Goldie Hawn, who attended Montgomery Blair High School and American University before becoming a major star on the strength of the "Laugh-In" television program and such popular films as "Private Benjamin" and "Foul Play," has made the transition from hippie ding-a-ling to Hollywood mover-and-shaker through shrewd role choices and tough business acumen.

Now that acumen will be tested in a film based on an idea that Hawn was already chewing on four years ago when she was visiting here. At the time, she said, "I don't plan ahead much, but I do hope to do a movie about Washington soon. Should I tell you this? I mean, I'm not a writer or anything, but I have ideas. And since I grew up here, I know all about Washington. There's such an active social life, and you could make an interesting statement. I guess the star might be the chief of protocol? That's one of the craziest jobs there is."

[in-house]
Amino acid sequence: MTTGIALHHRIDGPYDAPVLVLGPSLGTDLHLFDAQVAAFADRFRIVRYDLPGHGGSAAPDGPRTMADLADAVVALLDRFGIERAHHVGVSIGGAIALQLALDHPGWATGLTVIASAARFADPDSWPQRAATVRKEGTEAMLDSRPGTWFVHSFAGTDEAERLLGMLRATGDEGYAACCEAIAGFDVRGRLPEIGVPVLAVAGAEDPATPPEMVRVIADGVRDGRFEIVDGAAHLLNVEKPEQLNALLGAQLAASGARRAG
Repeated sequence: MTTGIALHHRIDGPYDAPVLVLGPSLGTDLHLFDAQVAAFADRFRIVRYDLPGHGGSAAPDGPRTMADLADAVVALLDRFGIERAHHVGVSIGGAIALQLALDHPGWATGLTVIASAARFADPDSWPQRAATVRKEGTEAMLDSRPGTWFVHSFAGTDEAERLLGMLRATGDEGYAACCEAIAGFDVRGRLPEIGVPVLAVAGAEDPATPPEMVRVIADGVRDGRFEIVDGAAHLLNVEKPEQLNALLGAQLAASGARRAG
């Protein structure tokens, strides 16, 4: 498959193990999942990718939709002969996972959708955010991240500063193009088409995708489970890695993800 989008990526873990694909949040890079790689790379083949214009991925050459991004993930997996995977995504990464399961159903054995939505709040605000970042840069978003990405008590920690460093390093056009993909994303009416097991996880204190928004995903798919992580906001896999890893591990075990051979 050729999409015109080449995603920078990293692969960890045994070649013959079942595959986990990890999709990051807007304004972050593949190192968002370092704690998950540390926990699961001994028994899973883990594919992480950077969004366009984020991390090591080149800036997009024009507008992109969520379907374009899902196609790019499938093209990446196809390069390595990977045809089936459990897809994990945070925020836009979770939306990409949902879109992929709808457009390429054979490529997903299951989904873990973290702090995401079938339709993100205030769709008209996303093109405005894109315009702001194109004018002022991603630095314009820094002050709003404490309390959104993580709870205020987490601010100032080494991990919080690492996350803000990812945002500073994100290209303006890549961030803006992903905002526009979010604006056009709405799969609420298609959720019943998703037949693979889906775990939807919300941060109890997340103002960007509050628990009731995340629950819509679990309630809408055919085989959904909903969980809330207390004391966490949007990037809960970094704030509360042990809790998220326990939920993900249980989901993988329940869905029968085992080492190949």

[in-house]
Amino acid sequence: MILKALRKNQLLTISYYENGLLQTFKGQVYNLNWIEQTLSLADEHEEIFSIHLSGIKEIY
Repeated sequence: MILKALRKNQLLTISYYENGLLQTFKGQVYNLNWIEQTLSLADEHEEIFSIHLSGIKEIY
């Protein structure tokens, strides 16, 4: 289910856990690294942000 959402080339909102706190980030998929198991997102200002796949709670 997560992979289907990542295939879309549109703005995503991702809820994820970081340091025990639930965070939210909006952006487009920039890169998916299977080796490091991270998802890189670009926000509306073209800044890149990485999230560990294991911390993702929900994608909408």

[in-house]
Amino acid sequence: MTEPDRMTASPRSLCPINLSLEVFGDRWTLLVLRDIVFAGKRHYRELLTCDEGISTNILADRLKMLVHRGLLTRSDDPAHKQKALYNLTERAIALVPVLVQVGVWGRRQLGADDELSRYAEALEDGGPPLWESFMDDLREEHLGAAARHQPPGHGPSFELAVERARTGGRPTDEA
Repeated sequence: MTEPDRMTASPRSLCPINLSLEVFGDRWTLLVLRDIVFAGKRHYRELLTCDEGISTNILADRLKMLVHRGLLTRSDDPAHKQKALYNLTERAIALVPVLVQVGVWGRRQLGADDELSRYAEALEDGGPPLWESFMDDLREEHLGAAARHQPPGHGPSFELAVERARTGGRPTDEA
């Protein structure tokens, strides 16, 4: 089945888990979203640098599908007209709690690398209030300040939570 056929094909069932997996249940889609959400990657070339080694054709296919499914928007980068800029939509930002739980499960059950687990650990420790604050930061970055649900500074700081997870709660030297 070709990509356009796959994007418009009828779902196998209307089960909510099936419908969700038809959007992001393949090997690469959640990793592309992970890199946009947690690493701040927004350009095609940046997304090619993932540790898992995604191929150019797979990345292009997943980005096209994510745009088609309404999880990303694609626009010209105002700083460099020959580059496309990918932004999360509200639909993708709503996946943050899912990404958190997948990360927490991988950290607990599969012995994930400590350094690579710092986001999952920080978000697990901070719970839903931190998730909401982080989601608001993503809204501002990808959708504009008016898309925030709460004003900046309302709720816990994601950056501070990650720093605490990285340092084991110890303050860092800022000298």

That "interesting statement" has become a film called "Protocol," in which Hawn plays a protocol chief of sorts. As a cocktail waitress in a sleazy downtown D.C. club, she inadvertently saves the life of a foreign dignitary and is subsequently elevated to a position of power in the protocol division of an unidentified government agency.

The location filming was done here earlier this year under the direction of Herbert ("Footloose") Ross, from a script by Buck Henry (who co-directed "Heaven Can Wait" with Warren Beatty). The film is Hawn's first outing since "Swing Shift," which, despite lots of publicity, never swung a lot of people into the theater. And it's another chance for this native of Takoma Park to demonstrate that she's a force in the monied halls of Hollywood.